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Your forking: "Birdsong" and "Waiting for Sancho"

Ryland Walker Knight


Aleatory and teleonomic, Birdsong bears a somewhat familiar resemblance to the Straub-Huillet school of adaptation and philosophy; however, Albert Serra plays a game of improvisation that branches this genealogy into a new space of chance. The document begat by duration here turns presence into an opportunity for digression, for leaps, for a poetic sense of contiguity and not continuity. The whole sums chunks arrayed, not morsels lined. One can sense the film was made on the fly, assembled into its form through smarts and luck. And it's silent, mostly. Save one piece of music, the soundtrack is an assemblage of sand and wind and broken branches, of waves, of inconsequent dialogue mumbled, of the world's little noises blown big.

Birdsong is heavy, though funny, beautiful and slow and (ostensibly) about the three kings—or wise men, or magi—and their trek to see the baby Jesus. In a way, it's pointless. We know the story. The luxurious pleasure of the film is its patient attention to bodies (in space, as space) and not words, which some see as its desultoriness (which is understandable, if narrow). Like many of the long-take tradition: it's a calming picture, easy to dream with, and its low-light tableaux can lull an eye as much as invite its scrutiny. Most of the film is that famous journey, a travelogue of sorts, a tour of many terrains linked only by the three odd bodies trudging across these varying topographies. We jump from mountains to the surf, underwater to the sky to the desert. A sand storm clouds the field and the kings wait for the stars to move with purpose. They talk and point like fools, not wise men. They argue over whose dream was more terrifying. They lay in the shade of a brush uncomfortable, piled almost, joking about their frailty and obesity. They present their gifts and prostrate themselves for an eternity before marching off again. They can't quite dress themselves. We never believe they are not lost.

The Canadian film critic Mark Peranson (Editor-in-Chief of Cinema Scope) plays Joseph in Birdsong speaking half-formed Hebrew and looking off screen whenever he pops up with Mary to counterpoint the kings' journey. During production, Serra allowed him access to shoot a film as accompaniment. His Waiting for Sancho is not a mirror, nor an explanation. It rides beside Birdsong as, if not its equal, a friendly window into how Serra and his crew are genuinely happy (though tempers flare, as expected) to see what's next, to find what might happen. It also shows us that these three men playing the three kings/magi truly were living through it all, playing along with the event blind and drunk on collaborative fun—on the attention of a crew and a camera—though still somehow diffident (and drunk on alcohol, too). Seen together, Birdsong and Sancho dovetail a portrait in an almost lazy way—if we can repurpose "lazy" as not just a pejorative but a complimentary term. If anything, Peranson's work helps bring to light the oddball comedy in Birdsong obscured by its pace and stately pictures.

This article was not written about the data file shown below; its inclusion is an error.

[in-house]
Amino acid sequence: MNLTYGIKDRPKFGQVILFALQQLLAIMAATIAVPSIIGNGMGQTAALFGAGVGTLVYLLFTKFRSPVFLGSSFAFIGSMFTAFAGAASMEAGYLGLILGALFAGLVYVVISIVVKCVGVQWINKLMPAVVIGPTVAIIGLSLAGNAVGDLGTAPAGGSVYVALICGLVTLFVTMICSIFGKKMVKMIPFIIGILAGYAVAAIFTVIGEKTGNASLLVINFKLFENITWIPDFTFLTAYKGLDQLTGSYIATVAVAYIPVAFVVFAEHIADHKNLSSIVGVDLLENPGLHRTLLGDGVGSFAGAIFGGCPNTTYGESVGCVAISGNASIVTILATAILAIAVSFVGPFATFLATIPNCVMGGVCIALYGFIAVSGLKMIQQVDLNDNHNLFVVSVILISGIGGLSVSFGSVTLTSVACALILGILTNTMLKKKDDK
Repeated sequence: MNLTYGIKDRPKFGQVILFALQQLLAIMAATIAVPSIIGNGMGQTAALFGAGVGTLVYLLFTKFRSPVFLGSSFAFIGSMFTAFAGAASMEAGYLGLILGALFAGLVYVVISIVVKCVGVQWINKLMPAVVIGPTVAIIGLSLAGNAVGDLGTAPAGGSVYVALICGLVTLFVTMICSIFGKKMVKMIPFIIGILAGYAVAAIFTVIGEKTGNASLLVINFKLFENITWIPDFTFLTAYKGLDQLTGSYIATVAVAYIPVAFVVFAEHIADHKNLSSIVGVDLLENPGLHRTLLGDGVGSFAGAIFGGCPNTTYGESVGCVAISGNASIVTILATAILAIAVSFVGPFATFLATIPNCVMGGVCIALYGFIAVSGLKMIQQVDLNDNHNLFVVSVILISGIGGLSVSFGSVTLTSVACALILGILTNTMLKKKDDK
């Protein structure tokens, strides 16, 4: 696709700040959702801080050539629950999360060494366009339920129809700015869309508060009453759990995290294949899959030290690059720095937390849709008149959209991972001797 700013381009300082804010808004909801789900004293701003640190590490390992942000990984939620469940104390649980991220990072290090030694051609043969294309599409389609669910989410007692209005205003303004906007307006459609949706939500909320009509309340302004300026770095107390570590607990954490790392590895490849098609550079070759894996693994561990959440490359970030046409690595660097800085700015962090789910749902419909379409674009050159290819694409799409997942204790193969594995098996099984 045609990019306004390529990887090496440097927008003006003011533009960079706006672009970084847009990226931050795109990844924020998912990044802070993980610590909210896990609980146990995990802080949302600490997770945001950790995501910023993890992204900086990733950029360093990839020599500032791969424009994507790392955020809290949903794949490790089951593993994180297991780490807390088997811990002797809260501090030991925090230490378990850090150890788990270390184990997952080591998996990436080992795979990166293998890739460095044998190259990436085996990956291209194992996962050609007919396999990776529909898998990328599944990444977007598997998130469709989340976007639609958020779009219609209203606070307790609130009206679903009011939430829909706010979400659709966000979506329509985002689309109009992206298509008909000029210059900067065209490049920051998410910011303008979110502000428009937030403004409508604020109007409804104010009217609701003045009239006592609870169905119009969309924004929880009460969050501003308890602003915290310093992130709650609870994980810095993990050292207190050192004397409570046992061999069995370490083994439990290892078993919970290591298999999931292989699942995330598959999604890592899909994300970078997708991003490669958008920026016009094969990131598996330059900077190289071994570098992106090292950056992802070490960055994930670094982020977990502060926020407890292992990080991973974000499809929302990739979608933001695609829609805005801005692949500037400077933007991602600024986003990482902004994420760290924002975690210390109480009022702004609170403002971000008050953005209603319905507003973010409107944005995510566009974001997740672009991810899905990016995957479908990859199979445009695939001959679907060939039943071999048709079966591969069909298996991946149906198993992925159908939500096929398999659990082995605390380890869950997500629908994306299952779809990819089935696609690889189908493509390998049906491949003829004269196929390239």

The absurd progression of the kings is seen largely in long shot, held at a distance, which makes their clumsy pratfalls more a goof than an outright joke. Irony isn't the game, nor is it condescension; rather, this humor points and throws up its hands: "Look how they move, how they fall, how human their bodies fill out and tumble! It's beautiful and hilarious and pathetic!" Yet the film is nowhere near sentimental, much less close to sympathetic. Confusion is a fork in sense where you cannot join or rethread the fray. Birdsong turns this disjunct into jokes, in its way, as its play of fools plops inside a legend overwritten by time. Serra's feat, it would seem, is to strip the myth into gestures (not quite process) falling away from events. The trek is haphazard, the wind up a darkening, the lightest moments a series of silent swims.


Tonight begins the week-long New York Theatrical Premiere run of Albert Serra's Birdsong at Anthology Film Archives. Mark Peranson's accompanying "making of" movie, Waiting for Sancho, plays just twice this weekend: once on Saturday and once on Sunday, both at 5pm. Serra will present his film and answer questions tonight. You can view the calendar by clicking here.


Albert SerraMark Peranson
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